Carlsberg hit by shrinking Western beer market

Related tags Beer market Carlsberg Eastern europe European union Europe

Falling beer markets across Western Europe have claimed Carlsberg
as their latest victim, handing the Danish brewer heavy losses in
its first quarter despite strong performances in Russia and Asia,
reports Chris Mercer.

The first three months of the year is traditionally a slow, even loss-making, period for Carlsberg, yet the Danish brewer said 2005's first quarter had left it DKK 319 million (€42.8 million) in the red compared to a loss of only DKK 74 million last year.

The firm blamed a large part of the loss on a five per cent volume decline across the Western European beer market during the first quarter.

It also said the cold winter coupled with extra costs relating to acquisitions and disposals had hit profits harder than usual.

Carlsberg actually increased its beer volumes by 21 per cent across this region thanks to its recent acquisition of German brewer Holsten. But, when this bonus is removed, the firm actually saw volumes slip by 3 per cent on last year.

There are signs that a sluggish Western European market is affecting other brewers too, indicating an industry-wide problem.

Scottish & Newcastle, who co-own Eastern European brewer Baltic Beverage Holdings (BBH) with Carlsberg, said recently that markets in France and Belgium were particularly weak, forcing a major restructuring of its business in the latter.

S&N said its Kronenbourg brand had also raised prices and begun concentrating on the premium market in France, to distinguish itself from the growing number of private label brands led by the emergence of discount supermarkets.

The brewer added that it was cautious about future progress in these markets due to "continuing low levels of consumer confidence"​. S&N has managed to hold its UK beer and cider volumes level since January, although total market volume dipped three or four per cent.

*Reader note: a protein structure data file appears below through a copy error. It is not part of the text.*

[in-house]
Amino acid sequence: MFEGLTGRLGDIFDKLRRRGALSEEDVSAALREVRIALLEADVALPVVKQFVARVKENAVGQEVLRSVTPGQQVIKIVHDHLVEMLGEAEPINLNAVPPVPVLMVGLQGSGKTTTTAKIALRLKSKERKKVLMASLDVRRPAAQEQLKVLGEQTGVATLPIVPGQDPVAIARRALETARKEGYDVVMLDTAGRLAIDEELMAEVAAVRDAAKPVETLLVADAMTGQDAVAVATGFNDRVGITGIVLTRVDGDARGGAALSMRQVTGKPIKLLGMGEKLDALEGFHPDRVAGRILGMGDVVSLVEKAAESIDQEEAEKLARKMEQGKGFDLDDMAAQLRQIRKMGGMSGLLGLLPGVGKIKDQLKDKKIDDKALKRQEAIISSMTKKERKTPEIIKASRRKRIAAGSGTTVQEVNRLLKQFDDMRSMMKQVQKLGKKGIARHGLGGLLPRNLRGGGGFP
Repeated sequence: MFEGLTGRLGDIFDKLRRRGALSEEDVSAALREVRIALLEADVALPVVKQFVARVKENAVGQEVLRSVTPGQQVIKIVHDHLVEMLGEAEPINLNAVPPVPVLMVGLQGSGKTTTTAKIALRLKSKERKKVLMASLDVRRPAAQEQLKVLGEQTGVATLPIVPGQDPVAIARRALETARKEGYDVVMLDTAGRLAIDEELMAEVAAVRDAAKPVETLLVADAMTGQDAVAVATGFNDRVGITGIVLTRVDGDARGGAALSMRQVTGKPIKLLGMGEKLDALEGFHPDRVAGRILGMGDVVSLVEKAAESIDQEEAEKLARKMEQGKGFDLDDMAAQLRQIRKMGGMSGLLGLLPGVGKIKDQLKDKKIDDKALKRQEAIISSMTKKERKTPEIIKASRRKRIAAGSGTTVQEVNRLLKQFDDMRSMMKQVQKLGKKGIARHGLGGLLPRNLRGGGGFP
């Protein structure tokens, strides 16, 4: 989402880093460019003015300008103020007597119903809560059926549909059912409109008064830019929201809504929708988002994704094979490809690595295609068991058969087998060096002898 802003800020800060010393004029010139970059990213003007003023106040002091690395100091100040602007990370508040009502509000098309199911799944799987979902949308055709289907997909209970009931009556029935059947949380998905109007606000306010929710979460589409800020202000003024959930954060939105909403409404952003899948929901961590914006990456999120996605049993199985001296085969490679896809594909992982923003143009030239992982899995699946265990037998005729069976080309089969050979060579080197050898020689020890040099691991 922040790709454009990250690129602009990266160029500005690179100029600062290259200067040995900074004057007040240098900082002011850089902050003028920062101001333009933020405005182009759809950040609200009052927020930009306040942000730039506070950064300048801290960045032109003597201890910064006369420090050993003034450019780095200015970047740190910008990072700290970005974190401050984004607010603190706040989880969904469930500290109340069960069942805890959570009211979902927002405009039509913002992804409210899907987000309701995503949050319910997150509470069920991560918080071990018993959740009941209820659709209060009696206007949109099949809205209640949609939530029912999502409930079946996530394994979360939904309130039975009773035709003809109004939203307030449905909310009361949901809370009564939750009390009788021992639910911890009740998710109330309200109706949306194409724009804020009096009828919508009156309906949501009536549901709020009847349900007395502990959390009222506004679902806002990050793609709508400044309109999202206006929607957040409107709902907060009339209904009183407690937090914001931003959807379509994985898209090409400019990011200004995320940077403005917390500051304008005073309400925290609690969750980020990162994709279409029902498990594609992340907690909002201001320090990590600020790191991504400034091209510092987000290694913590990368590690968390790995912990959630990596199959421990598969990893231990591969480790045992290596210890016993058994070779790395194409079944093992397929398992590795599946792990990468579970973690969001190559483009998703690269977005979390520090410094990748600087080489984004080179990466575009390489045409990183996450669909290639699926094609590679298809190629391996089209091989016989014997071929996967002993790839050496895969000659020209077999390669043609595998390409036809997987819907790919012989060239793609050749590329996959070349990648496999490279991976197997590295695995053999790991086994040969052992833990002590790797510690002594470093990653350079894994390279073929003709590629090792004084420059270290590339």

Despite the problems, Carlsberg's first quarter revenues were up across all its markets, including the troublesome Western Europe as well as Eastern Europe and Asia.

The saviour for both Carlsberg and S&N was their joint-venture firm BBH, which owns the leading Russian brewer, Baltika, and yesterday announced a 14 per cent sales rise to more than DKK one billion (€134 million).

BBH has increased its share of the strongly emerging Russian market by four per cent over the last year, now holding a 36 per cent stake, and claims to having increased sales around five times faster than the country's beer market growth.

Carlsberg also profited from recent acquisitions and marketing investment in China, which drove Asian sales up by around 30 per cent, albeit to a lesser DKK401 million.

Analysts have cited Russia and China as two of the most important emerging beer markets in the world, even predicting the two nations could make up half of the global beer market by 2010.

Of course, both countries are not without their risks. Beer consumption remains low compared to Western markets and their sheer vastness presents problems for firms looking to promote and distribute brands nationally.

Both countries' industries are also subject to greater government interference; China more so through large amounts of state ownership, yet Russia too with recent legislation against televised beer adverts and outdoor drinking.

Carlsberg said it still expected 2005 profits to meet its forecast, with net revenue predicted to rise around DKK2 billion to DKK38 billion (€5.1 billion).

Related topics Manufacturers Beer & cider Carlsberg

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